Seven Pounds

Distributed By: Columbia Pictures

Reviewed by Melissa Minners

            I was confused by the promotional previews for the movie Seven Pounds.  All I knew for certain is that the movie starred Will Smith and it seemed that his character was giving deserving people a new lease on life.  How he was doing this or how he deemed which people were deserving of such a gift, I had no clue.  The movie seemed to be dramatic – there were some tears in the promos, but other than that, I had no real insight into the film.  It looked interesting, but I wasn’t sure I wanted to see it until a friend of mine who is not a very big Will Smith fan told me that Seven Pounds was one of his better movies.

            In Seven Pounds, Will Smith is introduced to the audience as Ben Thomas, an IRS employee with some unusual habits.  Little by little, we learn more about the reasons behind these habits and his employment, but at first, we are kept very much in the dark.  As the movie unfolds, we catch bits and pieces of Thomas’ past and learn how it may have affected his future and his dealings with other people.  To make a long story short, this movie is about a young man, distraught over the car accident that took the lives of the woman he loved and six other innocent people.  This car accident sets Thomas on a mission to atone for his past mistakes by making profound differences in the lives of others.

            There are very special criteria that the people Mr. Thomas wants to help have to meet.  We don’t learn the special criteria until later, though I must confess that I had the whole film figured out after the first fifteen minutes.  That’s no lie!  Not knowing a thing about the movie other than Will Smith’s character was trying to help other people and piecing things together from the very first fifteen minutes, I realized why he had selected these few people to help and what exactly he was going to help them with.  If I try to explain any further, it will ruin the film, so I will leave you with that much information.

            Suffice it to say that not all plans work out perfectly and Mr. Thomas ends up falling in love with one of his “candidates.”  Emily Posa, a self-employed greeting card printer with a failing heart whose rare blood type makes it nearly impossible for her to be a donor recipient captures Thomas’ heart with her candid yet gentle nature.  Unfortunately, falling in love was not a part of Thomas’ plans and now he must weigh his options regarding Emily carefully.  Should he push Emily away and simply offer her the gift he had planned to give her or should he allow himself to become more involved with Emily, thus pushing off the gift possibly forever?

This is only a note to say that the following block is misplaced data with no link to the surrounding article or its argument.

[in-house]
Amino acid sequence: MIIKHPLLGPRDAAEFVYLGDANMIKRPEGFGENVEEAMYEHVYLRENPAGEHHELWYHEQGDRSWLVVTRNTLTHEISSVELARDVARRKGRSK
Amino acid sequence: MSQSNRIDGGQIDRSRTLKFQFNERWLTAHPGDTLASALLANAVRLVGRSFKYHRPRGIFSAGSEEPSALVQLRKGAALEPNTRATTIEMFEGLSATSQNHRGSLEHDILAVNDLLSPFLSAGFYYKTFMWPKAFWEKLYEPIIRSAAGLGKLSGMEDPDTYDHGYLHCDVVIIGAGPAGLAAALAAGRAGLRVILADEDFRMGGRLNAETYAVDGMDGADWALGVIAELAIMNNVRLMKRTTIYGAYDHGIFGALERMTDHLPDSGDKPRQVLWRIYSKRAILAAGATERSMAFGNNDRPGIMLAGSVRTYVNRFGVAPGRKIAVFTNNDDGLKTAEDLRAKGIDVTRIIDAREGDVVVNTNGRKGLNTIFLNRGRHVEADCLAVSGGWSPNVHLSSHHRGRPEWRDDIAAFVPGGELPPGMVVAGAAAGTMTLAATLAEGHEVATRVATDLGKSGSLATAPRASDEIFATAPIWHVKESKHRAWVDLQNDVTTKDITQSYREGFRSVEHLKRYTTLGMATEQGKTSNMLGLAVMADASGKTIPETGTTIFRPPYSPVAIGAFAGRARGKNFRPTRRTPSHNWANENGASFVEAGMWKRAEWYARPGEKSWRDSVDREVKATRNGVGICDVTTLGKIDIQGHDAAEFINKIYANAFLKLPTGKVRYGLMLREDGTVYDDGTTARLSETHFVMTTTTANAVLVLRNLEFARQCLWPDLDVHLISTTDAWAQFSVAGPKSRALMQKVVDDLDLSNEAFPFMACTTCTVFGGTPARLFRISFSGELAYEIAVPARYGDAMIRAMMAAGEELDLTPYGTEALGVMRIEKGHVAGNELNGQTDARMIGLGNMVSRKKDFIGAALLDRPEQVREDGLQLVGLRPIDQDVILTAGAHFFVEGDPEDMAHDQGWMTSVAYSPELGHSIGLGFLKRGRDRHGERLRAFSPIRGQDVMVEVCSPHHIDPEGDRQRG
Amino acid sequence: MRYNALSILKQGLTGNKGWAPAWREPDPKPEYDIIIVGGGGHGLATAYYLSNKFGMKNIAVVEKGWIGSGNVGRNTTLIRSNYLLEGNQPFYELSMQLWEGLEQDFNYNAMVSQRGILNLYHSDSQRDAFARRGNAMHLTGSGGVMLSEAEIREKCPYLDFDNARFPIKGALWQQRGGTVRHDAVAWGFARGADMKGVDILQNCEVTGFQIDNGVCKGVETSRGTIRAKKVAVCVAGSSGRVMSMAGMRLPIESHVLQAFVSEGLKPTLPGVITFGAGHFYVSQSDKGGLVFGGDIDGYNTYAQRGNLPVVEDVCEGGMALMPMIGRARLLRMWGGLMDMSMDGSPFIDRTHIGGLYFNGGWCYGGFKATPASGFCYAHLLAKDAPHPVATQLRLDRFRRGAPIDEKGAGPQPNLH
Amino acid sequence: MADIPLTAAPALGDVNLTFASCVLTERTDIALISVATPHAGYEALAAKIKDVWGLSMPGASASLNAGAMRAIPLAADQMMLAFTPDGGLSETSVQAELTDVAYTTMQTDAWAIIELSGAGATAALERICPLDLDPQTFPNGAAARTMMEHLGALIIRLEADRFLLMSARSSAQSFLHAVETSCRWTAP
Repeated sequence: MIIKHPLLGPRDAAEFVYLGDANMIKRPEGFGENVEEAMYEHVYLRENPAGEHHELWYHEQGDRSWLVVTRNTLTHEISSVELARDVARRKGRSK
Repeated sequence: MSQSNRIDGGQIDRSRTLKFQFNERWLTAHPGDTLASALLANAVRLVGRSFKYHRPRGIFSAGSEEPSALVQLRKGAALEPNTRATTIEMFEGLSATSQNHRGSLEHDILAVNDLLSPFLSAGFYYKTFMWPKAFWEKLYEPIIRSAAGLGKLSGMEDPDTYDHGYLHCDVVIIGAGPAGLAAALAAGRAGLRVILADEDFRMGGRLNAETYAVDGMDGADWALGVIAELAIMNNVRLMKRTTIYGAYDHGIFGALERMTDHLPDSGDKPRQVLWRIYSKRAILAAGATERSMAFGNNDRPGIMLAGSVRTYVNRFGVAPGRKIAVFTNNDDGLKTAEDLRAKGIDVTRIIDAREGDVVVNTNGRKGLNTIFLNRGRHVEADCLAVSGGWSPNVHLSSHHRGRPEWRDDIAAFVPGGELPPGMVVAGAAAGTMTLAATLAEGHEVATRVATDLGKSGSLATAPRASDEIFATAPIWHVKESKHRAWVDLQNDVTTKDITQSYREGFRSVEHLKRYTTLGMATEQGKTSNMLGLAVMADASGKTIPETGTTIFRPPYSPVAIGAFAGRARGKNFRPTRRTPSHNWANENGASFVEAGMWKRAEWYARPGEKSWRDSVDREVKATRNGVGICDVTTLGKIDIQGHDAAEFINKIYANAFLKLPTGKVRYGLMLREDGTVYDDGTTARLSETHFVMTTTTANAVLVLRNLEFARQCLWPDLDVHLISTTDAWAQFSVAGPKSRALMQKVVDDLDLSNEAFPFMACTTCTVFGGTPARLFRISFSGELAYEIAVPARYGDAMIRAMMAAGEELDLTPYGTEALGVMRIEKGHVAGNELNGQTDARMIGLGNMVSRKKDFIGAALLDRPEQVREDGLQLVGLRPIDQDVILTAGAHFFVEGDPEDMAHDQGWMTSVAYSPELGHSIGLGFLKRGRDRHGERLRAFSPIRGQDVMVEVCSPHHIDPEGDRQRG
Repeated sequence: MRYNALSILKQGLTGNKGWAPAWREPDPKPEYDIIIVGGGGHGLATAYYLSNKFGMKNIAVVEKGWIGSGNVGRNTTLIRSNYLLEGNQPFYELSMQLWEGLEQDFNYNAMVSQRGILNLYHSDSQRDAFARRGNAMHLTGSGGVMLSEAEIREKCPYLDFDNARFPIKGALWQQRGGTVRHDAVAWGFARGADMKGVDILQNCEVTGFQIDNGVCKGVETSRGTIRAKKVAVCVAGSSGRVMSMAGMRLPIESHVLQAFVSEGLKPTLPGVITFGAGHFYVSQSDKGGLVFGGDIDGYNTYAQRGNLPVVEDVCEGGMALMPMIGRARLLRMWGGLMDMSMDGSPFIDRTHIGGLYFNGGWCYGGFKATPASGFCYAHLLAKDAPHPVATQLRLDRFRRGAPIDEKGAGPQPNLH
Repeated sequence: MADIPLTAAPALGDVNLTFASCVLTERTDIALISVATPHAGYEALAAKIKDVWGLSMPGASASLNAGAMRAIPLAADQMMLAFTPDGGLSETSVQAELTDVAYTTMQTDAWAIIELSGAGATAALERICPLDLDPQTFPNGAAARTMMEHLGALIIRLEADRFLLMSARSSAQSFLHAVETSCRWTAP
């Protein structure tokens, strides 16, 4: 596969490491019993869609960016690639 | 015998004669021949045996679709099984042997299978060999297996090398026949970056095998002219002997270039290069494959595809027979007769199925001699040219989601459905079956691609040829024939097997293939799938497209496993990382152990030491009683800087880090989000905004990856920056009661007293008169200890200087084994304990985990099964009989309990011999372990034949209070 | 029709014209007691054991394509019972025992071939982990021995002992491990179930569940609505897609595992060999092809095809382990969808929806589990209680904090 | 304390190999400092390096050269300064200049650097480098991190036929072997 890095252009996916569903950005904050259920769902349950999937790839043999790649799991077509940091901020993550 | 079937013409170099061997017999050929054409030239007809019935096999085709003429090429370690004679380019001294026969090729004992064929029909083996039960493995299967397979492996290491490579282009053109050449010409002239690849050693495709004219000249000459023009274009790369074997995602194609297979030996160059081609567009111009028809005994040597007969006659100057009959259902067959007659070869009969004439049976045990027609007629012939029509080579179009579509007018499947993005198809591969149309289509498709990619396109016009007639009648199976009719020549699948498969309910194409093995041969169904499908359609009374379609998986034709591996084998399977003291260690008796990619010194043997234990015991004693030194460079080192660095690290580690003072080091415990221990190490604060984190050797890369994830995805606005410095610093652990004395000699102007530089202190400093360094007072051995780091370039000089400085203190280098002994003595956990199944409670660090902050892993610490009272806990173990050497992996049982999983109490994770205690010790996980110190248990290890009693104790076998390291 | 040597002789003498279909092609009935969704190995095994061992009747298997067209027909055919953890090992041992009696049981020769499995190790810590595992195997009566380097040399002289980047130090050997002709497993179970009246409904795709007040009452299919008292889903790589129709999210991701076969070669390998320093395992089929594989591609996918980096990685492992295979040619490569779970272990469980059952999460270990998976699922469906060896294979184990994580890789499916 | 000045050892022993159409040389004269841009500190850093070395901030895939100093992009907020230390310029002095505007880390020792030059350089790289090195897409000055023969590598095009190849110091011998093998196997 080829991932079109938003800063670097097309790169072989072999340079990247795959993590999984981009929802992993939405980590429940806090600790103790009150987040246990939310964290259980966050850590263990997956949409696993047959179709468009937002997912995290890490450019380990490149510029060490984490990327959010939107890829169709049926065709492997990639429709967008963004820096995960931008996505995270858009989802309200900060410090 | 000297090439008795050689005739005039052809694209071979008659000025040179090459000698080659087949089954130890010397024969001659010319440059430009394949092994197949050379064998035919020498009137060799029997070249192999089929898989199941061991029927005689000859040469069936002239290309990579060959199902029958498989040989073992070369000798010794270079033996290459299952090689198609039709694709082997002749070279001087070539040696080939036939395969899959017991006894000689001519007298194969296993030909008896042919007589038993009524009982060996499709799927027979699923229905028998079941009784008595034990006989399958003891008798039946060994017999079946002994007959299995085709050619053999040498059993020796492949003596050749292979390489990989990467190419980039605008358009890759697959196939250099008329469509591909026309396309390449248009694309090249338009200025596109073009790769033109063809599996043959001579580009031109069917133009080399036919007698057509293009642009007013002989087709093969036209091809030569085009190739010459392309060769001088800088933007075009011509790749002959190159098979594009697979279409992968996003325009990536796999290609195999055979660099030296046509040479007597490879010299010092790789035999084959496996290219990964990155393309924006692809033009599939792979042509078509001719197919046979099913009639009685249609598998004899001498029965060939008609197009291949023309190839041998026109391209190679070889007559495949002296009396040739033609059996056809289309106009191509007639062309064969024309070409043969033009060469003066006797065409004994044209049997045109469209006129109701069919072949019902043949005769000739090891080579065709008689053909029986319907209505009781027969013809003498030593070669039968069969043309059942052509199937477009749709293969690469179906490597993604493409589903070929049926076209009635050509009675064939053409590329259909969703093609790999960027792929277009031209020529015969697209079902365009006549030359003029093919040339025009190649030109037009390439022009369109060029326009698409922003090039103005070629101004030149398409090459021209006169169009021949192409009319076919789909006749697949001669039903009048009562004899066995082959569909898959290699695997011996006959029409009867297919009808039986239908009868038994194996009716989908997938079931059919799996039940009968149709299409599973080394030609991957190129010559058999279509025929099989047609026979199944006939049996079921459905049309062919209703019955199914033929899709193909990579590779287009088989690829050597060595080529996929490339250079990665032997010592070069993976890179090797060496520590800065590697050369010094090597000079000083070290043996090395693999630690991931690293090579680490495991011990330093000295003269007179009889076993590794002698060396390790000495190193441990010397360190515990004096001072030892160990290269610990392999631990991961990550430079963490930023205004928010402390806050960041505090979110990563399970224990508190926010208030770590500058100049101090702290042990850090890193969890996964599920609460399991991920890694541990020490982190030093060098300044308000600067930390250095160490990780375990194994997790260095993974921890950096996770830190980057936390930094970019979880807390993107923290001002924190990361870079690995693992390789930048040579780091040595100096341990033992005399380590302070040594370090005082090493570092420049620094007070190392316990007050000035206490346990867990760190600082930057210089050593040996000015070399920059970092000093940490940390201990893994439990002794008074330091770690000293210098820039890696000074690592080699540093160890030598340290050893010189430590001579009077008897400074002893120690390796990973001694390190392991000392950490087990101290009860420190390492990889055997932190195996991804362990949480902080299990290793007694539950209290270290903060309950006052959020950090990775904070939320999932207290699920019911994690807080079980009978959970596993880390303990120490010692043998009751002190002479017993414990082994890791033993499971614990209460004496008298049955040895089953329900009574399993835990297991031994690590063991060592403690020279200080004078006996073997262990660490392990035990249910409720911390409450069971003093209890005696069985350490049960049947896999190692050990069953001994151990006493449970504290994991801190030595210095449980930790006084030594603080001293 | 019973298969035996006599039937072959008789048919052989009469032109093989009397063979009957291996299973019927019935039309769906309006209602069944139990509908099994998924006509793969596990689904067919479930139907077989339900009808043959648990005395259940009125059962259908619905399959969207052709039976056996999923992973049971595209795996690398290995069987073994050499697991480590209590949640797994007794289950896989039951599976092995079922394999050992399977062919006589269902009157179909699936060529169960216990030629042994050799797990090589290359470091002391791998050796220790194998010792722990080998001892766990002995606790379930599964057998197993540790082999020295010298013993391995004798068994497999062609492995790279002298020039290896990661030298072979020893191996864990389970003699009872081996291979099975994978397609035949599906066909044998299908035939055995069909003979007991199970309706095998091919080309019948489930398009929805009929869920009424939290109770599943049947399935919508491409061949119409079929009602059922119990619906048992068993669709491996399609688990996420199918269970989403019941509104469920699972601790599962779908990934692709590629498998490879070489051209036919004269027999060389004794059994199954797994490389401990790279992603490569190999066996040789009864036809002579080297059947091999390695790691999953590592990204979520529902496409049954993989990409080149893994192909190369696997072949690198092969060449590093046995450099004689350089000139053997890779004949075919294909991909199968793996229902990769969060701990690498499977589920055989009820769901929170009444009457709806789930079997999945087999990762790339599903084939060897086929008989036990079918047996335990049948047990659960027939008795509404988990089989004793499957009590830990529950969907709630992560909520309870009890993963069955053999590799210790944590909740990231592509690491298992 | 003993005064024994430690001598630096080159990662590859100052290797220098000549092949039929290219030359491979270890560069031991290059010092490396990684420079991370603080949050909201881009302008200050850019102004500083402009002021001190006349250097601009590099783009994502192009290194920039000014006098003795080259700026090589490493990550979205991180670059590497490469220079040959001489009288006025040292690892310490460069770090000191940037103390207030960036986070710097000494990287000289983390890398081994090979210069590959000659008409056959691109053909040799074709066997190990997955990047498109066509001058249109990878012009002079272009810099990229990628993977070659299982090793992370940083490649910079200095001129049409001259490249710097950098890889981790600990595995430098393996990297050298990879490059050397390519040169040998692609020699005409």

How this movie was passed up for Oscar nods, I’ll never know.  I’ve never really been a fan of Will Smith’s serious acting.  I actually enjoy his comedic side more, but Seven Pounds has shown me a serious side of Will Smith I never knew existed.  Rosario Dawson is great as Emily Posa, a woman intrigued by Will Smith’s character despite the mystery surrounding him.  Woody Harrelson and Barry Pepper have small roles in this film and perform them well.  I would have loved to see more of Barry Pepper.  His performances in The Green Mile as well as 61* show him deserving of much more complex roles.

            The fact that I figured out the plot behind Seven Pounds only fifteen minutes into the movie took nothing away from the experience.  This is a dramatic film with a need-a-box-of-tissues ending.  The storyline is understandable and easy to relate to.  The characters are so interesting that you forget you are in a movie theater – you’re a fly on the wall experiencing the dramatic moments in these people’s lives, rooting for them in their successes and crying for them in their times of pain.  Did I mention you would need a box of tissues for this film? 

            Seven Pounds is one of those movies that somehow missed out on all of the critical acclaim it deserved while in the theaters, but will probably receive a great deal of attention once it hits the video stores.  This is a movie in which every second of the 123 minutes of the film is important to the story and you don’t want to miss a thing.  Oh…and did I mention you would need tissues?


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